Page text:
Aligning OKRs to Your Business Strategy

One of the keys to successfully implementing OKRs is to ensure that they are aligned with your business strategy. This comes down to a matter of prioritization — consider what the most important, time sensitive and impactful goals are for your company, and prioritize defining your OKRs around those objectives first.

When aligning your OKRs to your business strategy, consider the following:

Define your long-term vision

Your long-term vision should be the guiding force behind your OKRs, the North Star that your organization is working towards. By keeping your vision long term, rather than solely focusing on quarterly goals, you’ll set your organization up for long-term success.

Identify your most important priorities

After defining your long-term vision, identify the most important priorities that will help you achieve that vision. These priorities should be the core focus of your OKRs.

Break down your objectives

Break down your main objectives into smaller, more specific goals that are aligned with your most important priorities. All smaller goals should ladder up directly to supporting the greater strategy.

Define your key results

For each objective, define the key results that need to be achieved to accomplish the objective. Again — as we’ve said before, these key results should be specific, measurable, and achievable. That’s the crux of OKR effectiveness. 

Assign ownership

Assign ownership of each objective and key result to a specific individual or team. This ensures that everyone knows who is responsible for achieving each objective and key result.

FAQ: How Many OKRs Should I Set?

One of the most common questions about OKRs is how many objectives should be set. While there’s no one-size-fits-all answer, it’s generally recommended that organizations set no more than 5-7 objectives per quarter. This ensures that your organization is focused on its most important priorities and that employees aren’t being asked to go in too many directions at once.

5 Team-Specific OKR Examples

Different departments will approach OKRs in different ways that best support their unique goals and responsibilities. 

From Sales and Marketing to Operations, Customer Success, and IT, we’ll take a look at how these teams can define Key Results to drive growth, engagement, and efficiency. This way, you’ll get a clear picture of how OKRs can be tailored to suit different teams and contribute to overall success.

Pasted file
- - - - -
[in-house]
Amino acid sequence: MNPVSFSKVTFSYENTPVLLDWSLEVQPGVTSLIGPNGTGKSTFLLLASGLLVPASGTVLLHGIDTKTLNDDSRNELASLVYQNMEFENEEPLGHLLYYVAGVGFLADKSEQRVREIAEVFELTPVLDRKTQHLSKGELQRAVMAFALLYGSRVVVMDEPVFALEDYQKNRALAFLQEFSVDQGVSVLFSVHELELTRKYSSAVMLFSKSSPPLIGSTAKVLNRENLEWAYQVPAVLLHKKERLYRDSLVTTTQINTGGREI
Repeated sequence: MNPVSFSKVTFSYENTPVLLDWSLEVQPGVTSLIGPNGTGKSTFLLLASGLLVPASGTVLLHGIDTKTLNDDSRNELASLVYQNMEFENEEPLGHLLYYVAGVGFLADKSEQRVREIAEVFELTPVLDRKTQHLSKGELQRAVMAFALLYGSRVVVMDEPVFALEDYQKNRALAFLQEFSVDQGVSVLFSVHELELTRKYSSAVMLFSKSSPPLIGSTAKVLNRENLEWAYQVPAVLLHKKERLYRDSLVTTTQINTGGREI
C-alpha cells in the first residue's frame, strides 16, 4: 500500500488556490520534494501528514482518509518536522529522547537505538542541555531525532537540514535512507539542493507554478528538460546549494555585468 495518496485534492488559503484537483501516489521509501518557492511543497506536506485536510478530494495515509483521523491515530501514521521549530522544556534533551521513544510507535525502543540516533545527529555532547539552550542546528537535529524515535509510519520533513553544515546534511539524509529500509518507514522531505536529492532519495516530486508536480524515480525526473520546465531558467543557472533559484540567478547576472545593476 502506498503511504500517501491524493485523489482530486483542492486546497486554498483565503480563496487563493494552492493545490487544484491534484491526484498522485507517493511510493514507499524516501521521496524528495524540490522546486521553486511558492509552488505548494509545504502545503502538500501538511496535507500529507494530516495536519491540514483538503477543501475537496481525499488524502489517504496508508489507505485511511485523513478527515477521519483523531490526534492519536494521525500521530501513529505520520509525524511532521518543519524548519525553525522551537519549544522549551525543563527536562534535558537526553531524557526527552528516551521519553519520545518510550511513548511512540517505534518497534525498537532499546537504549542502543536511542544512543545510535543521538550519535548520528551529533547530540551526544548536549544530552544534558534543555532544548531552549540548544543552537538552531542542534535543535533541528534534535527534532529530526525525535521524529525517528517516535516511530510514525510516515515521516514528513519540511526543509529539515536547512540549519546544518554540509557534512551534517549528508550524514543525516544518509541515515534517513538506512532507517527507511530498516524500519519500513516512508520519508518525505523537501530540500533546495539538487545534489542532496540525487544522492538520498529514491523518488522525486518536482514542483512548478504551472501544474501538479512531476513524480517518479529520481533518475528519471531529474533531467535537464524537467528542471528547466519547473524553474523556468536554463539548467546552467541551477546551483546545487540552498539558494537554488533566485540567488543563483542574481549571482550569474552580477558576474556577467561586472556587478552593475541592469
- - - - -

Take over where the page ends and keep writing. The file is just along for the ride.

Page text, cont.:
Objective: Increase revenue by 20% in Q2.

Key Results:

  • Sign 10 new clients in Q2.
  • Increase average deal size by 15% in Q2.
  • Increase conversion rate by 10% in Q2.


Objective: Increase website traffic by 30% in Q2.

Key Results:

  • Publish 10 new blog posts in Q2.
  • Increase social media engagement by 20% in Q2.
  • Run 3 successful email marketing campaigns in Q2.


Objective: Improve product quality in Q2.

Key Results:

  • Reduce product defects by 15% in Q2.
  • Implement a new quality control process by the end of Q2.
  • Conduct customer satisfaction surveys and achieve a score of at least 9 out of 10 in Q2.

Customer Success

Objective: Increase customer retention by 10% in Q2.

Key Results:

  • Conduct customer satisfaction surveys and achieve a score of at least 8 out of 10 in Q2.
  • Implement a new customer feedback system by the end of Q2.
  • Reduce customer churn rate by 5% in Q2.


Objective: Improve system uptime in Q2.

Key Results:

  • Implement a new monitoring system by the end of Q2.
  • Reduce mean time to resolution for system issues by 50% in Q2.
  • Achieve system uptime of at least 99.9% in Q2.

Unlock a Culture of Excellence With OKRs

In a world where workplace culture can make or break an organization’s success, OKRs represent a powerful tool to revolutionize your company’s trajectory. By embracing this dynamic goal-setting framework and aligning it with your business strategy, you open the door to a culture of excellence, collaboration, and continuous growth. 

Omni allows managers and People leaders to leverage the power of automation to digitize the people management process. Set and track employee goals, performance review cycles, and access real-time actionable insights on employee performance in one, easy-to-use platform. 

Book a demo with our team today to learn more about how Omni can help you transform your company culture and help your teams achieve their performance goals.